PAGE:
Coronavirus is a major concern around the world, as it’s killing hundreds every day. Hospitals around the world are swamped. However, the ICU is not inevitable if you catch the virus. The vast majority of people are recovering at home.
Here’s what you should do to protect your family.
Know who’s at increased risk
People over age 60 are at highest risk of developing serious disease. Also, having other medical conditions increases risk — especially cardiovascular disease and diabetes. Both are linked with obesity, so the US Centers for Disease Control and Prevention advise that heavier people should be more vigilant.
COVID-19 is primarily a respiratory disease, so anyone with lung problems should be careful. Asthma, chronic obstructive pulmonary disease and emphysema are all risk factors, according to the CDC.
People who have undergone organ transplants or who are immunocompromised can also be at higher risk of COVID-19 complications.
Symptoms to watch for
Fever and dry cough are the most common symptoms of COVID-19. However, they do not require immediate medical attention. Many people have diarrhea or loose stools.
Shortness of breath, significant headache, abdominal pain and severe fatigue in the first few days of illness may be red flags for serious COVID-19 illness. Trouble with breathing, eating and drinking are also red flags.
Call your physician for advice whether you should be admitted to a hospital.
Check your breathing by monitoring how many breaths you can take in a minute. If you’re taking 24, 26 or 30 breaths a minute, this is rapid shallow breathing. Normal breathing is 10-20 per minute. You should contact your doctor.
If you are worried, contact your doctor — don’t visit. Telemedicine has become an important part of COVID-19 diagnosis — to keep others safe.
Be vigilant the second week
Some patients start feeling better the first week, then suddenly take a turn for the worse. The downturn typically occurs between five to seven days into the illness. The downturn at this point can be rapid.
Bottom line: If a week or so into the illness, a high fever returns — or the person suddenly feels short of breath — get help immediately.
If you’re not too sick, stay home
Quarantine yourself from others in your home. Live in a separate room and avoid common spaces.
Wear a face mask or scarf to reduce risk of passing the virus to others.
Keep six feet apart.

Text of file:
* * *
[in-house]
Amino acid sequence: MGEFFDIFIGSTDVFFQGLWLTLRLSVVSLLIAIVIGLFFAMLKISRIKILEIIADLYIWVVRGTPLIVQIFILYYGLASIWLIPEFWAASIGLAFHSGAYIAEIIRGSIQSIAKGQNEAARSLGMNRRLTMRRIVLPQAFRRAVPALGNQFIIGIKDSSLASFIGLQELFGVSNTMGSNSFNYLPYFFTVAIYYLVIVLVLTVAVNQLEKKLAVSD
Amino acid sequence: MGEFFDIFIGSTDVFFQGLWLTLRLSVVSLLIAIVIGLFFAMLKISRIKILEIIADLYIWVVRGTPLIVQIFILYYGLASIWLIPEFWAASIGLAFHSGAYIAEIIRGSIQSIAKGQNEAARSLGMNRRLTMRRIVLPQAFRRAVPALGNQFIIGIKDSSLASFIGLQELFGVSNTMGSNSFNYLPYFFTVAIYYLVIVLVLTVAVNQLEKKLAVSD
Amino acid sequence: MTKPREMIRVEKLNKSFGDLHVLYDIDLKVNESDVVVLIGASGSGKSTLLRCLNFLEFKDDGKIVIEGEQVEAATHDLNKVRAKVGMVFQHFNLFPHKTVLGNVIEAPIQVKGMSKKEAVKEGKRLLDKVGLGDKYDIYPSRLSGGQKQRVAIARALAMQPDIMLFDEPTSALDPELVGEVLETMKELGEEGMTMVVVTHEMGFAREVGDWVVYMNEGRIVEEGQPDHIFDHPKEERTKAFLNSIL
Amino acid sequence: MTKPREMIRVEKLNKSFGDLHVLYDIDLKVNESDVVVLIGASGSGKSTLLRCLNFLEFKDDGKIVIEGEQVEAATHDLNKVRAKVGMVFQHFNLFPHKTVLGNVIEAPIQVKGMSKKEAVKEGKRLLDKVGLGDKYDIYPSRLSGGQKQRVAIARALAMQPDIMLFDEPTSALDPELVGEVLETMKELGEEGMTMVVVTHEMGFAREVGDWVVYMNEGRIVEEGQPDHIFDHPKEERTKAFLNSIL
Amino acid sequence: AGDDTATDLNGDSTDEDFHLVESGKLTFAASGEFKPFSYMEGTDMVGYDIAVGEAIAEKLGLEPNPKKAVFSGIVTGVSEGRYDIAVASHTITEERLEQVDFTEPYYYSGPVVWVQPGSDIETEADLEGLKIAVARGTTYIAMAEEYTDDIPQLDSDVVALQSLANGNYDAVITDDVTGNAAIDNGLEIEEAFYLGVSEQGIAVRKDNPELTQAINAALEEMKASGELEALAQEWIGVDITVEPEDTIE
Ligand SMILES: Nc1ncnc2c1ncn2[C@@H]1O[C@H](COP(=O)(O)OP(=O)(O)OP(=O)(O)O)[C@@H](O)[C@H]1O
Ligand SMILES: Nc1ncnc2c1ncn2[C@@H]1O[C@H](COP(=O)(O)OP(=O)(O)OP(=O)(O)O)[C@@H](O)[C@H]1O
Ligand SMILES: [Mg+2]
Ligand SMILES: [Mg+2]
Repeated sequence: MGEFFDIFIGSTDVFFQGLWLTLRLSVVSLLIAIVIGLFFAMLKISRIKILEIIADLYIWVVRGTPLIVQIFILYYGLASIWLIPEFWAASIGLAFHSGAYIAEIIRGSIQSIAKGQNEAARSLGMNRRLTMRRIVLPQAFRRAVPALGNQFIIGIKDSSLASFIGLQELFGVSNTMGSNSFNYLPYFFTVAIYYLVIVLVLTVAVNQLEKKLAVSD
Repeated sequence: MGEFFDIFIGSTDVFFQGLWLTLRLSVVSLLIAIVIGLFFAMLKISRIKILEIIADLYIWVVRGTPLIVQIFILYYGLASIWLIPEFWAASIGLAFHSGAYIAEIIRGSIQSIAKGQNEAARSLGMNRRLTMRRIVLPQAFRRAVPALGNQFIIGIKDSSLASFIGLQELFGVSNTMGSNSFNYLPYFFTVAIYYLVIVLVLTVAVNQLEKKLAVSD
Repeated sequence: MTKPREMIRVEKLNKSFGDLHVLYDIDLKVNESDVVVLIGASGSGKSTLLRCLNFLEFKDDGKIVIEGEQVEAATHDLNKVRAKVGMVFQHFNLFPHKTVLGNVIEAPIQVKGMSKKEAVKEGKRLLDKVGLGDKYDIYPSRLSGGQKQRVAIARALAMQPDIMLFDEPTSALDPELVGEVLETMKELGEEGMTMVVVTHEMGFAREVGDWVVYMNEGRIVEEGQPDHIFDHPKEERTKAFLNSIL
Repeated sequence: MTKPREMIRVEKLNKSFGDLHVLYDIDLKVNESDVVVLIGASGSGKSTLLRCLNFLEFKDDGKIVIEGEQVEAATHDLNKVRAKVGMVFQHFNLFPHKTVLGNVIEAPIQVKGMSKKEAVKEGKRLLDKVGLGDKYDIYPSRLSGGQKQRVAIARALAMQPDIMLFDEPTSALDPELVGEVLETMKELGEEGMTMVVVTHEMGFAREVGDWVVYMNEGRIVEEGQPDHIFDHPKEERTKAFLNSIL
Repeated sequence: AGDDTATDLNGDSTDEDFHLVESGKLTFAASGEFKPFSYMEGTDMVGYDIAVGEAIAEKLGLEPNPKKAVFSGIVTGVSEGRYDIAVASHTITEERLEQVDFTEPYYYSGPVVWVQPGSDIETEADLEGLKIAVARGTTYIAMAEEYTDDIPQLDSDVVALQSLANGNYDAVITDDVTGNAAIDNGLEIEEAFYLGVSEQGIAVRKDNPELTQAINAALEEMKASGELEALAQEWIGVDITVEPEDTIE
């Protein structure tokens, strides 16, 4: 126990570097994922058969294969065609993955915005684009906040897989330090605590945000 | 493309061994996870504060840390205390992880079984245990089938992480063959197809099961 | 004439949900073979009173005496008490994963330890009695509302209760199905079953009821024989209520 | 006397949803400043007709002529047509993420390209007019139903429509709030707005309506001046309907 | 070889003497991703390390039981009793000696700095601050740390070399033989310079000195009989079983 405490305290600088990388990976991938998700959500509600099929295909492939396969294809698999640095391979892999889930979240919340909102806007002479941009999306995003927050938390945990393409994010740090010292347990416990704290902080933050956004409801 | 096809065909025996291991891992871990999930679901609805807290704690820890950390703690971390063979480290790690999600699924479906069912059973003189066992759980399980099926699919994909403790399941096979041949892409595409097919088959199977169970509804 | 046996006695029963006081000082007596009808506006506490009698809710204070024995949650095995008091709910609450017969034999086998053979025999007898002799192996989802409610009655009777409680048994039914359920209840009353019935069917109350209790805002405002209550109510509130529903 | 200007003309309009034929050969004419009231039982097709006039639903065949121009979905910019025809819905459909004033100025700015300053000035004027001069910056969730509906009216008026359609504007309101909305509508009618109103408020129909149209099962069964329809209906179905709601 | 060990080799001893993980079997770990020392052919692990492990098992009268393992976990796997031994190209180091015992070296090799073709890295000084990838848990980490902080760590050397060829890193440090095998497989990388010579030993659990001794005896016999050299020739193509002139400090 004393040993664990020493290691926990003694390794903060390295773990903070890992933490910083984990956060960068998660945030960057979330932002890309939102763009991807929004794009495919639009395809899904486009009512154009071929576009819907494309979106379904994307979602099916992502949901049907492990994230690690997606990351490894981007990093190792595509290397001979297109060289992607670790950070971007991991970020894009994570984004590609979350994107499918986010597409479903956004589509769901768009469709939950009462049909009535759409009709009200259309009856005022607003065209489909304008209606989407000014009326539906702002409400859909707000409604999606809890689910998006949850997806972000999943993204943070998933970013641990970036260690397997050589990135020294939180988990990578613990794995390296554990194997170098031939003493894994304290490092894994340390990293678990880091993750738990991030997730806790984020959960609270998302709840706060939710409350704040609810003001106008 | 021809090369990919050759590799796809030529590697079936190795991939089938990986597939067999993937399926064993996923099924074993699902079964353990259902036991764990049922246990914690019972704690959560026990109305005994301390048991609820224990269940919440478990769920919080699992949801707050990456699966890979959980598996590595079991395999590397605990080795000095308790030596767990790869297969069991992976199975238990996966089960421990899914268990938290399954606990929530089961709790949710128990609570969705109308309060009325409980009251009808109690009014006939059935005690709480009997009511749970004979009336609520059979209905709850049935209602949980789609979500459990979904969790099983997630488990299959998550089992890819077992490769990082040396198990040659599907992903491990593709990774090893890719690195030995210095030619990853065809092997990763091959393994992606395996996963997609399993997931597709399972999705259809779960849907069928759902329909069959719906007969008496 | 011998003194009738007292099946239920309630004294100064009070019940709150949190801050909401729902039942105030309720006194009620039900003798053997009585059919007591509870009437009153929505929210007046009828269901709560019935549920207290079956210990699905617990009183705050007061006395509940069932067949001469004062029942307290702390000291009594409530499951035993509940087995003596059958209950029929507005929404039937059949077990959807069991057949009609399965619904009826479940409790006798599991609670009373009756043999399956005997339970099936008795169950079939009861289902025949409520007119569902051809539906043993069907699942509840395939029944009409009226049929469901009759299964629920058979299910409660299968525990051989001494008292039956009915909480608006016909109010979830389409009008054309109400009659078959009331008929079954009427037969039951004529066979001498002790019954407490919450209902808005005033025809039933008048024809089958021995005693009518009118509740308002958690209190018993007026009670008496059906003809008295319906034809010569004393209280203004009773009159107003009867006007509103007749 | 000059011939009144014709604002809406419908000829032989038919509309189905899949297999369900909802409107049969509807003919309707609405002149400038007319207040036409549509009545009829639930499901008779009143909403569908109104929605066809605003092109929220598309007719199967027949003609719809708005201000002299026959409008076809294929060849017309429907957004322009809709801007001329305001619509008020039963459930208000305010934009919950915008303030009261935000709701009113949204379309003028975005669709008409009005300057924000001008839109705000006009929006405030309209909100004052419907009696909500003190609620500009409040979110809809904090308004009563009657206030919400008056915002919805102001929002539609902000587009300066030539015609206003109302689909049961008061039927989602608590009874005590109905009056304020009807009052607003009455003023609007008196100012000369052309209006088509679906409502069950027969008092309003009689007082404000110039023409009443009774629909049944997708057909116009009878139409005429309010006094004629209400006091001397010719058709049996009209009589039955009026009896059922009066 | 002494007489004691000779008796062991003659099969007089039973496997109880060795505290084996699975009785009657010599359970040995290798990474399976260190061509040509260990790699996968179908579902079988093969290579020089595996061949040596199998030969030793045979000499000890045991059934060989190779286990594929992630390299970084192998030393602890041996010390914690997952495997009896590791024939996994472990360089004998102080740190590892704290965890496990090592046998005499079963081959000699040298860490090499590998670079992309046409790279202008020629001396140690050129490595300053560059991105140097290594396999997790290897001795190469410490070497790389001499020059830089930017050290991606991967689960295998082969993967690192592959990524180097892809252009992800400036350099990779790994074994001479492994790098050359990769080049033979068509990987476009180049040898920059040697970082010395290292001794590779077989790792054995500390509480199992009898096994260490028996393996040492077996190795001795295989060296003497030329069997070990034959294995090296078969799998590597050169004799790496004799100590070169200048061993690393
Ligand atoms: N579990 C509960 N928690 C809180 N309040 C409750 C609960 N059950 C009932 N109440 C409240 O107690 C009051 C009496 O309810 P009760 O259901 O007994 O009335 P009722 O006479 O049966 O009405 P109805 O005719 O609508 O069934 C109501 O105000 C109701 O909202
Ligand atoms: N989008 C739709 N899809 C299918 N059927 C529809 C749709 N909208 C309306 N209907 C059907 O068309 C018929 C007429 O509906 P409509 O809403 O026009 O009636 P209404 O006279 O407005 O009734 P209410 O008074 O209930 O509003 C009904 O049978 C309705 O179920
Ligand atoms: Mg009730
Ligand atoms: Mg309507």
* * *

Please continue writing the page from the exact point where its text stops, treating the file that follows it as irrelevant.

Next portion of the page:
Take acetaminophen (Tylenol).
Avoid Ibuprofen if you think you may have COVID-19
Apply cold compresses for fever
Try to sleep on your stomach to keep your lungs open
Drink warm beverages, stay hydrated, eat healthy foods, get plenty of rest.
How SleepQuest Has Responded to COVID-19
In order to prevent any limitation to “access to care”, our patient centers are open, seeing patients by appointment only.
We have a telehealth platform for seeing patients virtually as well, to aid patients who are reducing travel outside their homes.
Rather than walk into one of our patient centers to pick up supplies, please contact us and we will have them shipped to any address provided at no additional cost.
Our cleaning procedures are already thorough at SleepQuest; however, we’re taking extra time to clean and disinfect so that our facilities remain a safe and welcome space for our patients and employees. Our dedicated team is wiping down and disinfecting all areas – tables, chairs, desks, handles, knobs, etc – on an hourly basis with extra vigilance.
We are providing our staff who are in direct contact with our patient’s disposable gloves and masks.
We have hand sanitizers placed all throughout our facilities.
We are reminding our staff to clean and wash all items before and after every appointment.
Our administrative employees are working from home and we have asked our Patient Center teams to use extra caution when evaluating their own personal health and staying home if they’re not feeling well.
What We Ask of You –
We ask if you’re not feeling well, please stay home! We want to make sure everyone is safe and healthy.
Wash your hands often with soap and water for at least 20 seconds especially after you have been in a public place, or after blowing your nose, coughing, or sneezing.
If soap and water are not readily available, use a hand sanitizer that contains at least 60% alcohol. Cover all surfaces of your hands and rub them together until they feel dry.
Avoid touching your eyes, nose, and mouth with unwashed hands.
Avoid close contact with people who are sick.
Put distance between yourself and other people. This is especially important for people who are at higher risk of getting very sick.
Cover your mouth and nose with a tissue when you cough or sneeze or use the inside of your elbow.
Throw used tissues in the trash.
SleepQuest Can Help
You can call SleepQuest at any time, to talk with a sleep specialist via video conferencing.
Our team is ready to answer all your questions to ensure your complete satisfaction with CPAP. DON’T HESITATE TO CONTACT US.
Our hearts go out to everyone around the world that has been affected by this pandemic. We cannot stress enough the importance of community and supporting each other during times of uncertainty. We hope that you and your loved ones are staying safe and healthy.